You can easily join an open source project by subscribing to the mailing list for that project. You can find mailing lists on official websites or on GitHub pages. After being accepted to the list, you can communicate with team members and get support if necessary. Thanks to the vibrant communities present in nearly every OSS project, you are likely to get quick replies to your questions.
Open-Source Programs/Contests you can participate in
There are many open-source coding programs that you can participate in.
- Google Summer of Code (GSoC)
GSoC is the Olympics of Open Source. It is a global program focused on encouraging more student developers to do open source software development.
Students work with one of the selected open-source organizations for 3 months and get a handsome stipend on completing the project. Students need to propose changes that they want to work on to get selected.
It is a good idea to start contributing to your favorite orgs/project much before GSoC.
HacktoberFest is a month-long celebration of open source software carried out in October. You can sign up anytime between October 1 and October 31.
It is open to everyone in the global community!
One needs to complete a certain amount of quality PRs to get swags in return. The swag motivates many people to get started with open-source contributions through this program.
- GirlScript Summer of Code
GirlScript Summer of Code is a 3 month long Open Source program during summers conducted by GirlScript Foundation, started in 2018, to help beginners get started with Open Source Development while encouraging diversity.
Note that it is open to everyone and not just girls as the program name might suggest.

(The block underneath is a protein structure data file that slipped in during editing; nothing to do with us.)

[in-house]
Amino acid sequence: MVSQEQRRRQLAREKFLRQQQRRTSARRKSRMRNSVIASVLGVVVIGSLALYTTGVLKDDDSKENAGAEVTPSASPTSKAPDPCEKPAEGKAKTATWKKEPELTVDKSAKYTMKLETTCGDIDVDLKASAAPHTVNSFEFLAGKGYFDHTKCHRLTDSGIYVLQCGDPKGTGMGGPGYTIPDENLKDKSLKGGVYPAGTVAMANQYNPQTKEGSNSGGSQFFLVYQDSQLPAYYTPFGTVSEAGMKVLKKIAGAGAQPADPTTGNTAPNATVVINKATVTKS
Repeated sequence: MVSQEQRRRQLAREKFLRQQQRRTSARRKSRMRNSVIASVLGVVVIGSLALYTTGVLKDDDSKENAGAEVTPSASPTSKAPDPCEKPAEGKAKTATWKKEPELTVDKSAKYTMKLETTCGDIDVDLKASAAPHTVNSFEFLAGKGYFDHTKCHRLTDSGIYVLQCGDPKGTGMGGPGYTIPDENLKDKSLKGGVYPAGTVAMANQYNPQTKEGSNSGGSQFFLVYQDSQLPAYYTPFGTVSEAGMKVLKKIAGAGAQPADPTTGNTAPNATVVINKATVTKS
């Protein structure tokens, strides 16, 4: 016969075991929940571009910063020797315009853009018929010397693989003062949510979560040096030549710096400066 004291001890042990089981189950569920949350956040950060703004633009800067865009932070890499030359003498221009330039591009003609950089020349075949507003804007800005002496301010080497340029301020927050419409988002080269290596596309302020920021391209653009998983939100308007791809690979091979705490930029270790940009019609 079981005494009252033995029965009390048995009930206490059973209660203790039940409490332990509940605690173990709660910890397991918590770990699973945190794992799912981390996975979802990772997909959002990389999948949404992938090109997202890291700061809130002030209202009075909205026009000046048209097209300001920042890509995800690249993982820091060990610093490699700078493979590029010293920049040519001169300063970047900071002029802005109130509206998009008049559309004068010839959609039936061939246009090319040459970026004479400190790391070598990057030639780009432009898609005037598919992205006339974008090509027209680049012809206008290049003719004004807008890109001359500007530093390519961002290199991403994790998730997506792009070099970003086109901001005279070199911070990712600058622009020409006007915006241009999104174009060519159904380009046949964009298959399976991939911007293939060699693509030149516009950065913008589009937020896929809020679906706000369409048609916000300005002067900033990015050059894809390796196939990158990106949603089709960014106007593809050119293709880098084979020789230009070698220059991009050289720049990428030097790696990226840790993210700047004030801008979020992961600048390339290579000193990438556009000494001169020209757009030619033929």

Outreachy (previously the Free and Open Source Software Outreach Program for Women) is a program that organizes three-month paid internships with free and open-source software projects.
It is for people who are typically underrepresented in those projects.
This is generally carried out biannual throughout the year.
- Rails Girl Summer of Code
Rails Girls Summer of Code is a global fellowship program aimed at bringing more diversity into Open Source.
Successful applicants are paid a monthly stipend, from July-September, to work on Open Source projects of their choice.
- MLH Fellowship
The MLH Fellowship is an internship alternative for software engineers.
Instead of working on a project for just one company, selected candidates contribute to Open Source projects that are used by companies around the world and are paid a competitive stipend during this tenure.
All skills are welcomed
Even non-programmers can contribute to open source projects! Documentation is needed for all projects, and sometimes this is poorly written and maintained. Thus, you can help by writing, updating or even translating documentation. Also, your design skills might come in handy: every application needs an interface, after all. Finally, you can contribute by managing a community by replying to questions and guiding newcomers.
Clone the project
After you fork the project, you have to clone the project on your machine to work on it. Go to the repository on your GitHub profile and click on the green button saying “Code”.
Open source software is free and available to the public, but in order for these projects to grow and succeed, they need volunteers!